WASHINGTON — President Donald Trump has announced his intent to nominate Mark Esper for secretary of defense, David Norquist as deputy secretary of defense, and Ryan McCarthy as secretary of the Army.
The announcements, released Friday evening, came after a week which saw Acting Secretary of Defense Patrick Shanahan withdraw his name from consideration for the SecDef role. Trump had announced his intent to nominate Shanahan in May.
The three nominations would lock the officials into positions that, come the start of next week, they will be fulfilling. Esper, currently the Army secretary, will take over as acting secretary of defense come Monday; McCarthy, the under secretary of the Army, will then become acting secretary for that service.
Norquist, the Pentagon’s comptroller, has been serving as deputy secretary of defense for the last six months while Shanahan was serving as acting secretary. His nomination has been expected for several weeks, but there were questions whether another name would surface following Shanahan’s departure.
Should all three men be confirmed, it would create stability among top leadership at the Pentagon that has been absent since Secretary of Defense Jim Mattis left the building. Come Monday, top jobs currently being filled by acting individuals include the secretary of defense, deputy secretary of defense, chief management officer, Air Force secretary, Army secretary, comptroller, and under secretary for personnel and readiness.
It should be noted that these are intents to nominate, not actual nominations; the Shanahan situation underlines that there is still a way to go for these three would be nominees. However, there is reason to believe all three will receive support from the Senate.
Several Senators this week, including Senate Armed Services Committee Chairman Jim Inhofe, R-Okla., offered strong support for Esper to take over the top Pentagon job, with Inhofe saying Tuesday “I’ve been in the field with him to see how he does with troops, and he’s exceptionally good.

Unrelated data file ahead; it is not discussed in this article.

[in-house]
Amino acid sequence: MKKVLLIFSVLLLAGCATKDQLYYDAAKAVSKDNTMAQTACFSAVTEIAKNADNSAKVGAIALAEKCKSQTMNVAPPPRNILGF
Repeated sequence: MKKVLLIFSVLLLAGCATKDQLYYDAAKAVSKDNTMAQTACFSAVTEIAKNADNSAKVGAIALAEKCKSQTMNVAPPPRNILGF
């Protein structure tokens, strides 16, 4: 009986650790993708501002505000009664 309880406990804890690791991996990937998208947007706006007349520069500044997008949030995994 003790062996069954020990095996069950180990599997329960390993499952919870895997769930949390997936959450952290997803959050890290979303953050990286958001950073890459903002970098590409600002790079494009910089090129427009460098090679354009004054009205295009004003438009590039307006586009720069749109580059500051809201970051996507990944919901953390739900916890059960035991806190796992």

“The president was very positive that he’s going to be acting. He thinks highly of him and he knows I do too,” the SASC head added.
Inhofe has also encouraged Trump to send Norquist’s nomination in the past, while McCarthy has drawn praise from members of Congress for strong performances during hearings.
Both Esper and McCarthy come with ties to industry. Esper worked as vice president for government relations for Raytheon, while McCarthy worked as Lockheed Martin’s vice president for sustainment on the F-35 program.
The logistics of an actual nomination are important due to rules governed by the Vacancies Act. Under that rule, a nominee cannot serve in an acting capacity while formally nominated for the job; in addition, anyone in an acting capacity can only serve for 210 days.
There is also a ticking clock for Esper, according to Arnold Punaro, a former Senate Armed Services Committee staff director and retired Marine Corps three-star general. In a memo to reporters this week, Punaro said that Esper can serve as acting secretary only until July 30 of this year without a formal nomination, because the 210 day clock actually started when Mattis stepped down on Jan. 1 of this year, not with Shanahan’s exit.
Finally, the Senate schedule comes into play; the Senate must wait seven days after receiving a nomination to take it up in a hearing, and it is unclear just how quickly Inhofe could move a nomination forward given the various other issues Congress has on its docket, as well as planned summer breaks.
Together, that means the White House must deliver a formal nomination for Esper by July 30, at which point he would have to step down, ideally to be confirmed not much longer than a week later. Making that timing work will require coordination between the White House team and Inhofe.
Under the line of succession, when Esper has to step down, Secretary of the Navy Richard Spencer would become acting secretary.
Joe Gould of Defense News and Leo Shane III from Military Times contributed to this report.